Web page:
Perhaps the worst type of tragedy imaginable is that caused by human ignorance, by society’s gross misconceptions, and by individuals’ apathetic egotism. In 2011, a tsunami over 130 feet tall hit Japan. The disaster would have ended terribly enough had it just caused death and physical destruction, but it caused even more unforgettable, unforgivable destruction with the level-7 nuclear meltdown of the Fukushima Daiichi Nuclear Power Plant.
When photographer William Johnston (Professor of History, East Asian Studies, and the Environmental Studies Program) and dancer/choreographer Eiko Otake (Visiting Instructor in Dance) undertook the task of reminding people of this nuclear catastrophe, they faced the familiar challenge of art representing trauma. Their creation, a series of photographs that capture Otake’s agonizing performance against a backdrop of the now-desolate Fukushima, is intensely reflective, imposing and, above all, cautionary.
This exhibition, titled “A Body in Fukushima,” opened on Wednesday, February 4, in the first-ever collaboration between the Zilkha Gallery, the Davison Art Center, and the Freeman Center for East Asian Studies. The exhibition is curated by Clare Rogan and Patrick Dowdey, curators for the Davison Art Center and the Freeman Center for East Asian Studies, respectively. The photographic series embodies a conversation between art and history, through which its creators explore the representation of trauma and engage their audience in an investigation of the trauma’s causes.
“Really, this kind of work is without categories,” Dowdey said. “You’ve seen a lot of disaster photos, but you’ve never seen anything like this. It helps you do what Eiko really wants you to do, which is to stop—she uses the word ‘hesitate’—to think about the images.”
Known since 1972 for her collaborative performances with partner Takashi Koma Otake (the two are known professionally as Eiko and Koma), Otake brought a singular style of dance to her audiences, one which she now brings to the camera, characterized by extremely slow yet theatrical movements, often accompanied by lighting and sound. Her face remains solemn and sorrowful throughout her performance, and her body shakes occasionally between positions, bringing out a sense of vulnerability.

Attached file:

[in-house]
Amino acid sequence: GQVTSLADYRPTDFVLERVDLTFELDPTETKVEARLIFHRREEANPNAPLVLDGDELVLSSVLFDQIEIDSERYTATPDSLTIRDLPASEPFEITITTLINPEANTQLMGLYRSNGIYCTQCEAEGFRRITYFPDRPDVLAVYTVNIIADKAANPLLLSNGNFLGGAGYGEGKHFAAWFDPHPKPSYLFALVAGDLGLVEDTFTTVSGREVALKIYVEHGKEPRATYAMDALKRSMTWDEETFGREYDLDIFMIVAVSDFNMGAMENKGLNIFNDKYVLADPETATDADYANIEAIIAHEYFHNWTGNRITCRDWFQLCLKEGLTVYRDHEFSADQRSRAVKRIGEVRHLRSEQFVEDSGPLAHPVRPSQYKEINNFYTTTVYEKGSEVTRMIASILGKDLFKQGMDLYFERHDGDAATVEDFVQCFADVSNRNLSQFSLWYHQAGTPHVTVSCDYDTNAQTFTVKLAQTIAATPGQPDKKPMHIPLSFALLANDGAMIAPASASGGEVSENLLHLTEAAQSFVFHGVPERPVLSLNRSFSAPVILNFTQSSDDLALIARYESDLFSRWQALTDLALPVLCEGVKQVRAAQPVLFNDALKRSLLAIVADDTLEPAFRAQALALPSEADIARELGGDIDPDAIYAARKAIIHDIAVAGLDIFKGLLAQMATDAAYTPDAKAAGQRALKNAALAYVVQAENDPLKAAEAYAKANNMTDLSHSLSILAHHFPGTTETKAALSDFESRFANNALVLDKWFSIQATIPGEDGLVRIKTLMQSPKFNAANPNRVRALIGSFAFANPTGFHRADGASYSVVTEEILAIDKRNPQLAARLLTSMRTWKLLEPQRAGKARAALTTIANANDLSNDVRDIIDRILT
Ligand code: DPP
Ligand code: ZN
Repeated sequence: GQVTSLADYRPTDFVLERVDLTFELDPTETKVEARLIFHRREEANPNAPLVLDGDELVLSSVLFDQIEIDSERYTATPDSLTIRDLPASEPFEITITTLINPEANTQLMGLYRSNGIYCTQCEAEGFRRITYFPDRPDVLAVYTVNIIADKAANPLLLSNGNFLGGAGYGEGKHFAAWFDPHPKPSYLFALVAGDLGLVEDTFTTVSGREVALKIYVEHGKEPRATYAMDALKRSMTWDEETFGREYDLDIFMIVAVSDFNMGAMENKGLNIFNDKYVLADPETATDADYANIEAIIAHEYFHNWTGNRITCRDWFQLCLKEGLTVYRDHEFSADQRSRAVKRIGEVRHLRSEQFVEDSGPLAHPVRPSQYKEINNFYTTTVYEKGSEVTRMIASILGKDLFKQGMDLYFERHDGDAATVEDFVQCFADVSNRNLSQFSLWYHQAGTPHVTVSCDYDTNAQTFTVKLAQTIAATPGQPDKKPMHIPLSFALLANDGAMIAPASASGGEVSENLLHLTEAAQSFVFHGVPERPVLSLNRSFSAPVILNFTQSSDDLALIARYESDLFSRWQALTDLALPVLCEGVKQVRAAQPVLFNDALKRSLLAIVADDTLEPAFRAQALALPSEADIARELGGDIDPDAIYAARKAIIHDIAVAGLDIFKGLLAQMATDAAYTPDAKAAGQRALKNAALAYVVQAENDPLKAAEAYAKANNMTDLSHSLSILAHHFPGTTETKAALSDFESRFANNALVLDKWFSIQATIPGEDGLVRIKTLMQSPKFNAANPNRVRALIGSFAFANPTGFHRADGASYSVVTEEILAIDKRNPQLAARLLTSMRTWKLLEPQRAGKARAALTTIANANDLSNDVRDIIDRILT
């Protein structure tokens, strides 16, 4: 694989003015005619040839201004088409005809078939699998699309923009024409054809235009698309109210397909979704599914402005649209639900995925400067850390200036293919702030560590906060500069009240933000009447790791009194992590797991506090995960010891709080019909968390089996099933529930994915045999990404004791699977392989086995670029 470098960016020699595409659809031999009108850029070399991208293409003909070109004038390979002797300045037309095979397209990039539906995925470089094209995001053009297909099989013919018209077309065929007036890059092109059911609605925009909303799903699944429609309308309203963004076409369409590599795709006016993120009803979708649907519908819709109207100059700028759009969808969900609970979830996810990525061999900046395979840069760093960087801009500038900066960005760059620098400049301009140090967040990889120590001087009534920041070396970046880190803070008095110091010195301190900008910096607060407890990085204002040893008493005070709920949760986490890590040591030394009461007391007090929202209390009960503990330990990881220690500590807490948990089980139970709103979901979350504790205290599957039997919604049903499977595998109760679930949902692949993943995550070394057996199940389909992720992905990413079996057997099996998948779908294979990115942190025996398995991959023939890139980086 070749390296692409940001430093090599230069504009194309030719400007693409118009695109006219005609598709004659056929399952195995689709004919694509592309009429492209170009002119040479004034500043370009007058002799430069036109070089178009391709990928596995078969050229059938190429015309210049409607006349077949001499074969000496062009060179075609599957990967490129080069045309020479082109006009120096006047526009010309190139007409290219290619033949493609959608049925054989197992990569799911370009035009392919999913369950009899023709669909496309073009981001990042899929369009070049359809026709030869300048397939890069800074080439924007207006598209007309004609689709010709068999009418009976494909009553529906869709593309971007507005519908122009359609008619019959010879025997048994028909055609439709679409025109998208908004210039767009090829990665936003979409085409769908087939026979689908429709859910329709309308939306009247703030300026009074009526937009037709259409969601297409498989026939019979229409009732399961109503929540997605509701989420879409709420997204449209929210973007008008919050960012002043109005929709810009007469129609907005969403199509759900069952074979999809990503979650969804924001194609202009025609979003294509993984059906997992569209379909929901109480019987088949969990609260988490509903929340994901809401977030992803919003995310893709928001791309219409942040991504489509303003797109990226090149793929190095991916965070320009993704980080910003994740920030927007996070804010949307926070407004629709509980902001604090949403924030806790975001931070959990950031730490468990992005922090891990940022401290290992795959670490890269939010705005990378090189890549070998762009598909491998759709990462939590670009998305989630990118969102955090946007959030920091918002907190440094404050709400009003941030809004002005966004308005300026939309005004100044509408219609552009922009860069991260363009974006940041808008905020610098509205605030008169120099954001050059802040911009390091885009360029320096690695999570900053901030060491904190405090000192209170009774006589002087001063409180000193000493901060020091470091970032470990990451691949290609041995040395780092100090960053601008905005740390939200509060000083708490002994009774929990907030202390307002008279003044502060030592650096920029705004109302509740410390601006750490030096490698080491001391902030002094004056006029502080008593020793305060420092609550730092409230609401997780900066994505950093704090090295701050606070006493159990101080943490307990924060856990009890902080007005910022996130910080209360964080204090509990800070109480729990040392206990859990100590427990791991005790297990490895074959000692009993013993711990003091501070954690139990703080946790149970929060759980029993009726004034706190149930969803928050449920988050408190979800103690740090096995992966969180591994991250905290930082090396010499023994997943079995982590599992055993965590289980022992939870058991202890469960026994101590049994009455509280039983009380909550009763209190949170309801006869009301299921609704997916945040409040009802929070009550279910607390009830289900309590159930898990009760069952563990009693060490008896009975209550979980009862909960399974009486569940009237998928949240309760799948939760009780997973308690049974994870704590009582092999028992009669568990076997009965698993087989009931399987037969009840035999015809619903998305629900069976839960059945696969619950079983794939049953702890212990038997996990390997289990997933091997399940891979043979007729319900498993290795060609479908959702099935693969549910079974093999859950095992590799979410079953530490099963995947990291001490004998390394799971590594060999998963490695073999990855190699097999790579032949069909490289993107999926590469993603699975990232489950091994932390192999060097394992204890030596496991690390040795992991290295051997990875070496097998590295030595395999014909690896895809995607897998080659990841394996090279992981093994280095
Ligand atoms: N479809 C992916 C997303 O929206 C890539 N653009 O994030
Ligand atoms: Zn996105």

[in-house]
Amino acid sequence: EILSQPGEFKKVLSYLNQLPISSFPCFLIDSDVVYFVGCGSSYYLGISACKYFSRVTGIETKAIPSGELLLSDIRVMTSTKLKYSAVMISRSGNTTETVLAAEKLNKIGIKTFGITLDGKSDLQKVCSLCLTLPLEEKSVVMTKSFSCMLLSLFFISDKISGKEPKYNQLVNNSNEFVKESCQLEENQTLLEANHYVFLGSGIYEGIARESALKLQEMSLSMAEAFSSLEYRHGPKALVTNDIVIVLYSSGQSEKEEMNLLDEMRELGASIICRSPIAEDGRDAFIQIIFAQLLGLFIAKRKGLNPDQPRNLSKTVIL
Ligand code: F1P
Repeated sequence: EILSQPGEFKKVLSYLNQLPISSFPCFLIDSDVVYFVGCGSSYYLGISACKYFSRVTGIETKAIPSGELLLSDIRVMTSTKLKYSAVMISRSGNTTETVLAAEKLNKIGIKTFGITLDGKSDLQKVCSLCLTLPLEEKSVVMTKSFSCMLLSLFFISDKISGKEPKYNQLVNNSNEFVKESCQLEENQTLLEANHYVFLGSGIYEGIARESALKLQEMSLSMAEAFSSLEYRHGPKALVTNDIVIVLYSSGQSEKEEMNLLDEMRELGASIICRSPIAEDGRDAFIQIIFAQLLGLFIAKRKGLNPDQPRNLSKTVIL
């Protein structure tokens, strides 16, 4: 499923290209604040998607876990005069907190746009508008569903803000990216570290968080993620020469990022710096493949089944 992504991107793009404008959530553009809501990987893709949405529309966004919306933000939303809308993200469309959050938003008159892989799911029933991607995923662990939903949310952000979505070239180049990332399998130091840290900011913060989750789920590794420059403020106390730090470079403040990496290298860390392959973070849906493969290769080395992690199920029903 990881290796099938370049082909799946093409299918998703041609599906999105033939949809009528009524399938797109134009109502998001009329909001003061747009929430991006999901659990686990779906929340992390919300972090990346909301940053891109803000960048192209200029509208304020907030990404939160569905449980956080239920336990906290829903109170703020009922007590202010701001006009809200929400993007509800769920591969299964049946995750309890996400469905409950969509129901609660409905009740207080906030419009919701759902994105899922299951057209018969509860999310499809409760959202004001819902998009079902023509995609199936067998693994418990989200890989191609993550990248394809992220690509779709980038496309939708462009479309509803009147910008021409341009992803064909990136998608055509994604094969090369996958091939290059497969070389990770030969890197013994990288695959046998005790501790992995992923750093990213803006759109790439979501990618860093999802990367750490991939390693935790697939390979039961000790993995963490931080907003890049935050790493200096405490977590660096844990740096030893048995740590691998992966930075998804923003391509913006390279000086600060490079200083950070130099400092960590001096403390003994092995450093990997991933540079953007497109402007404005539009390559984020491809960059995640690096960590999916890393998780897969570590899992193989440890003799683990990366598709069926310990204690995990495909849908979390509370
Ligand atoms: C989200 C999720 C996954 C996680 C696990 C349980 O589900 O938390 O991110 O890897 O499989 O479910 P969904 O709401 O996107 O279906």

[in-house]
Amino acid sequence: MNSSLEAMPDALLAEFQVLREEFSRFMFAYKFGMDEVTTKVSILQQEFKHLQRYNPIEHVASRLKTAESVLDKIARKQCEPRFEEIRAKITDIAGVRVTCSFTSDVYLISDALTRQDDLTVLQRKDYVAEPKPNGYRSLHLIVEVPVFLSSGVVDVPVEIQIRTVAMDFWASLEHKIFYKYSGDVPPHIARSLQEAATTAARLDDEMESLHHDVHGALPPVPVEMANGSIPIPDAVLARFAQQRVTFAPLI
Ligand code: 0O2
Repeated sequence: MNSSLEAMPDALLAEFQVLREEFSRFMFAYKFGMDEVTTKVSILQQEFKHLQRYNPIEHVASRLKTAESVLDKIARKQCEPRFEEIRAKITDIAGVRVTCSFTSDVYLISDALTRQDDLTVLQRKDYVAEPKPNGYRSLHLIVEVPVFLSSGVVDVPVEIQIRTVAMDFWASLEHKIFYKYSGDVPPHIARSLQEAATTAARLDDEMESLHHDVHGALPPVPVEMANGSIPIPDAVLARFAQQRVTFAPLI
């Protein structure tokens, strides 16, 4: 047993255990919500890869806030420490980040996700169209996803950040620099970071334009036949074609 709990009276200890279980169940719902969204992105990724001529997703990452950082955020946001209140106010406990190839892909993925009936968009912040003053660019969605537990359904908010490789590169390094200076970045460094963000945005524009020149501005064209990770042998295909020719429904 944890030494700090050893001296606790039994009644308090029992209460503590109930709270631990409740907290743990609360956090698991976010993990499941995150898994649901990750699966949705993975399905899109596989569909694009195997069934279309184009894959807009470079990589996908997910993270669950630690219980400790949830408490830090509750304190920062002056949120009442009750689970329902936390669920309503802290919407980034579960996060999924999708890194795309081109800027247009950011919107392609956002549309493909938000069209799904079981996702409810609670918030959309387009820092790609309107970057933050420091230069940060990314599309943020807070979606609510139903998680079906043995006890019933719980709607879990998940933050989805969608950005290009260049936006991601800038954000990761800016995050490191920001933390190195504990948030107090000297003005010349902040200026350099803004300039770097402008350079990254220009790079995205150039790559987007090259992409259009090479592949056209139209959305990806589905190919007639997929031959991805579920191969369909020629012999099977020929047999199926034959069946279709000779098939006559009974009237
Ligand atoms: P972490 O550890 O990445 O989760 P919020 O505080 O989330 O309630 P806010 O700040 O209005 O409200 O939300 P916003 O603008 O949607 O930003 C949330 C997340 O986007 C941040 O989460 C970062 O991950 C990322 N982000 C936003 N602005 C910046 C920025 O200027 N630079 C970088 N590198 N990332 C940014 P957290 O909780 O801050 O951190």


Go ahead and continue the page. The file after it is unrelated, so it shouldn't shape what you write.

Otake regards herself as a “place-based, time-based artist,” and as such, time, space, and distance play a crucial role in her performances.
“Time is not even,” Otake said. “Something happens. It shakes you. You try to forget it, but you have an inner voice [that says] you don’t want to forget. Space is not empty. It’s not a theater or the dance studio where we should only dance. Things happen in places…. Distance is malleable. I want to use my own body as if it were a string so my students and my viewers can actually step over my body and get to other places and then come back.”
This refusal to forget, refusal to let go, and the urge to form a connection between Fukushima and the rest of the world are what brought Otake and Johnston back to the district during the winter and the summer of 2014. The desolation of the city proves haunting when captured in photographs, but it was even more appalling to Otake and Johnston when they experienced it up close. The sceneries that they brought back are beyond heartbreaking: abandoned houses of families who can never return, waste dumps of perfectly functional but radioactive items, and destroyed train stations that are overwhelmed by plant overgrowth due to radiation.